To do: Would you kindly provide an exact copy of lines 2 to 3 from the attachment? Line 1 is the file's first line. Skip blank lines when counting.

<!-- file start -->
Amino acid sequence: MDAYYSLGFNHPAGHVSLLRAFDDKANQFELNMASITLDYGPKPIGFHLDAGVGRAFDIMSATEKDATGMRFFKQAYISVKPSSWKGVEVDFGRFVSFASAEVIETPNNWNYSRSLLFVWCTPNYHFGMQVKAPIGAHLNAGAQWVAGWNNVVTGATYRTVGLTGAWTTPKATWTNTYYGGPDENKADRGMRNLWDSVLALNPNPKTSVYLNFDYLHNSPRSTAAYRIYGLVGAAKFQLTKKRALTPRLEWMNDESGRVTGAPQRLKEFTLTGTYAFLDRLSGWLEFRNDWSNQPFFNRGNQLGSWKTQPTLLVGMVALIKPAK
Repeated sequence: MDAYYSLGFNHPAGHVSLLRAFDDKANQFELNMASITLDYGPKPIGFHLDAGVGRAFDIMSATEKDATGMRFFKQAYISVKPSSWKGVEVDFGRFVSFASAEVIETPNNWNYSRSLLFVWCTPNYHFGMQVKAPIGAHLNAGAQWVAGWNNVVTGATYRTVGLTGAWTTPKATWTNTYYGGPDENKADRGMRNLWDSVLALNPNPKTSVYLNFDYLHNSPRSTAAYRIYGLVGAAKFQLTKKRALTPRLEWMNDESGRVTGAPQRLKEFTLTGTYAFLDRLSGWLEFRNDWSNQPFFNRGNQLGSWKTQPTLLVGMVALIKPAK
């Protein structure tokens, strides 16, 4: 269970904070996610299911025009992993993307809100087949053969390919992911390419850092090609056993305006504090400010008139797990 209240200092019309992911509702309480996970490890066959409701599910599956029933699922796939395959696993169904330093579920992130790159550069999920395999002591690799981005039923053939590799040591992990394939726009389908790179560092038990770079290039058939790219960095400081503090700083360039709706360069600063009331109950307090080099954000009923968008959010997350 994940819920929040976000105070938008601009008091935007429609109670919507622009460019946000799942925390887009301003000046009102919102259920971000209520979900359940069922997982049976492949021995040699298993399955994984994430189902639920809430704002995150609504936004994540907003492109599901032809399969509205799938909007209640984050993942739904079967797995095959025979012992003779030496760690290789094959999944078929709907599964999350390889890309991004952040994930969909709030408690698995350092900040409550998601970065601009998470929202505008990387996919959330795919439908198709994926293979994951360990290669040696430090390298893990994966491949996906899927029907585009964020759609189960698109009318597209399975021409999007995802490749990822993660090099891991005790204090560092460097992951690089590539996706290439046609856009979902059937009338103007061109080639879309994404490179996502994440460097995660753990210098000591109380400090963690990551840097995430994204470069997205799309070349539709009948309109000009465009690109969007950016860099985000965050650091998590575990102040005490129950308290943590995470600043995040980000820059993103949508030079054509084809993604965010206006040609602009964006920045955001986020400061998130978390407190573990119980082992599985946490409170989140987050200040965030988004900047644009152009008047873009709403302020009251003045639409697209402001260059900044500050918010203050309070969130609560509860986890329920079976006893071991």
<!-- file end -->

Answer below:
Repeated sequence: MDAYYSLGFNHPAGHVSLLRAFDDKANQFELNMASITLDYGPKPIGFHLDAGVGRAFDIMSATEKDATGMRFFKQAYISVKPSSWKGVEVDFGRFVSFASAEVIETPNNWNYSRSLLFVWCTPNYHFGMQVKAPIGAHLNAGAQWVAGWNNVVTGATYRTVGLTGAWTTPKATWTNTYYGGPDENKADRGMRNLWDSVLALNPNPKTSVYLNFDYLHNSPRSTAAYRIYGLVGAAKFQLTKKRALTPRLEWMNDESGRVTGAPQRLKEFTLTGTYAFLDRLSGWLEFRNDWSNQPFFNRGNQLGSWKTQPTLLVGMVALIKPAK
């Protein structure tokens, strides 16, 4: 269970904070996610299911025009992993993307809100087949053969390919992911390419850092090609056993305006504090400010008139797990 209240200092019309992911509702309480996970490890066959409701599910599956029933699922796939395959696993169904330093579920992130790159550069999920395999002591690799981005039923053939590799040591992990394939726009389908790179560092038990770079290039058939790219960095400081503090700083360039709706360069600063009331109950307090080099954000009923968008959010997350 994940819920929040976000105070938008601009008091935007429609109670919507622009460019946000799942925390887009301003000046009102919102259920971000209520979900359940069922997982049976492949021995040699298993399955994984994430189902639920809430704002995150609504936004994540907003492109599901032809399969509205799938909007209640984050993942739904079967797995095959025979012992003779030496760690290789094959999944078929709907599964999350390889890309991004952040994930969909709030408690698995350092900040409550998601970065601009998470929202505008990387996919959330795919439908198709994926293979994951360990290669040696430090390298893990994966491949996906899927029907585009964020759609189960698109009318597209399975021409999007995802490749990822993660090099891991005790204090560092460097992951690089590539996706290439046609856009979902059937009338103007061109080639879309994404490179996502994440460097995660753990210098000591109380400090963690990551840097995430994204470069997205799309070349539709009948309109000009465009690109969007950016860099985000965050650091998590575990102040005490129950308290943590995470600043995040980000820059993103949508030079054509084809993604965010206006040609602009964006920045955001986020400061998130978390407190573990119980082992599985946490409170989140987050200040965030988004900047644009152009008047873009709403302020009251003045639409697209402001260059900044500050918010203050309070969130609560509860986890329920079976006893071991």